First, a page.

This strategy paid off big time in the form of two all time soul classics: Betty Wright's "Clean Up Woman" and Gwen McCrae's "Rocking Chair." Every single artist that made it big during the "Miami Sound" era had their first tune penned by Reid, including KC & the Sunshine Band who were introduced to Junkanoo music at Reid's wedding and first hit with Reid's "Sound Your Funky Horn." Clarence Reid is not a purveyor of the "Miami Sound." Clarence Reid IS the "Miami Sound."
In 1969, Clarence had his lone solo hit, "Nobody But You Babe" - which, in true Clarence/Stone fashion -- rotted on the shelf for a couple years until Stone heard the Isley Brothers' similar-sounding anthem "It's your Thing" and smelled a hit.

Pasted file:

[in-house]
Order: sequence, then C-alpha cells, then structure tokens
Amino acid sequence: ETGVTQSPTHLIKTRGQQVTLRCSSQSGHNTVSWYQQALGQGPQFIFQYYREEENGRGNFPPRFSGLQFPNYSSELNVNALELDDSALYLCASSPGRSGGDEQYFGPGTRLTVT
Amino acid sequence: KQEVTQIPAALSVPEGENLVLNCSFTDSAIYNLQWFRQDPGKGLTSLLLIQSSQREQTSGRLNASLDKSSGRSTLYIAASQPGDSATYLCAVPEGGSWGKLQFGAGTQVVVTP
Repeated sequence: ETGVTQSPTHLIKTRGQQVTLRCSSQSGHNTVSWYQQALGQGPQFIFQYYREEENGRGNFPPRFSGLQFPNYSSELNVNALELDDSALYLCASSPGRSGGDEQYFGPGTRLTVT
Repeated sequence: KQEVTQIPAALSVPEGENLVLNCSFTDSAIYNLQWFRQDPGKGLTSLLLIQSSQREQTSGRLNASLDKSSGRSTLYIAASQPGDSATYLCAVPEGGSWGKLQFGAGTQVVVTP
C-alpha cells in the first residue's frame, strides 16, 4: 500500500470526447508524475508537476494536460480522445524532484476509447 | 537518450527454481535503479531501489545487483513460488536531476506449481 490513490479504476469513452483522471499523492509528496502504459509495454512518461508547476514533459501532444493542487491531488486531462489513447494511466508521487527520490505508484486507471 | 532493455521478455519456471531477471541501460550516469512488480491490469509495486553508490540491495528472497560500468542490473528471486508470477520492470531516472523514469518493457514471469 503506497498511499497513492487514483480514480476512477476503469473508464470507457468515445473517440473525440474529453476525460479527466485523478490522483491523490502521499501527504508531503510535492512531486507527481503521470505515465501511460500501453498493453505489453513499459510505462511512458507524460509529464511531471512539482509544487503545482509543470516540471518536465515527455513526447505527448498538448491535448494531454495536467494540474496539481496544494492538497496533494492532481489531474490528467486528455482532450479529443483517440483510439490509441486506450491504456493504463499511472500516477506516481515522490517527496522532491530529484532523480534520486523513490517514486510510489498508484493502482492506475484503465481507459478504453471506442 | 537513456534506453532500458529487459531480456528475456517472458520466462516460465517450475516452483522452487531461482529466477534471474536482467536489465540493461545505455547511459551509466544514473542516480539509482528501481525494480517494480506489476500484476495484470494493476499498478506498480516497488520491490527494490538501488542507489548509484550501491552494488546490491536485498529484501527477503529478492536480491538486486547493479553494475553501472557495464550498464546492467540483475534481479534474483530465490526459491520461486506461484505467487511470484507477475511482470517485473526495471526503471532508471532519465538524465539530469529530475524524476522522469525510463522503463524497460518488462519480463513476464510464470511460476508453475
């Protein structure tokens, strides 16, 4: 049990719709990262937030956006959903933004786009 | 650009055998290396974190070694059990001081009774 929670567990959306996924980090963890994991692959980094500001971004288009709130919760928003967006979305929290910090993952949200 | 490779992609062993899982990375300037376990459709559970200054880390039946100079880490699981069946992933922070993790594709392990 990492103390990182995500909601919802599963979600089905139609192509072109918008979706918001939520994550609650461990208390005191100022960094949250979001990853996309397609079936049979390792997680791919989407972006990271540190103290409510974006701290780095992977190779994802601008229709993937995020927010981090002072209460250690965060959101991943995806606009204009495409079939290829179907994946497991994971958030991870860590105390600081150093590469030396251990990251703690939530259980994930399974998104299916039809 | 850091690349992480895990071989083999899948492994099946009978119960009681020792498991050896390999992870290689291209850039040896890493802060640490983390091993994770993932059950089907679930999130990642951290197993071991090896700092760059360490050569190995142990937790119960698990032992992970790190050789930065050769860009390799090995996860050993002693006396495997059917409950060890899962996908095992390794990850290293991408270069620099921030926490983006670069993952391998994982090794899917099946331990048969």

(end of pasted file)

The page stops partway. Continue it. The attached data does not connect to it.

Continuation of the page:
After "Nobody But You Babe" made the rounds and hit the pop charts, Reid couldn't get Stone to get another song off the ground with his name on it. So he used pseudonyms. Many great songs are on singles by with nom de guerres like "The Funky Party Band," but nothing broke out of South Florida with Reid's vocals on it until Stone overheard Reid's childhood penchant for writing dirty parodies in 1971 and ordered him into the studio. Stone did not "invent Blowfly." The Blowfly character had been established for decades. However, if he hadn't heard Clarence sing "Shittin Off The Dock Of The Bay," The Weird World of Blowfly LP wouldn't have come into the world. And for that, everyone with a funny bone owes Stone a debt of gratitude.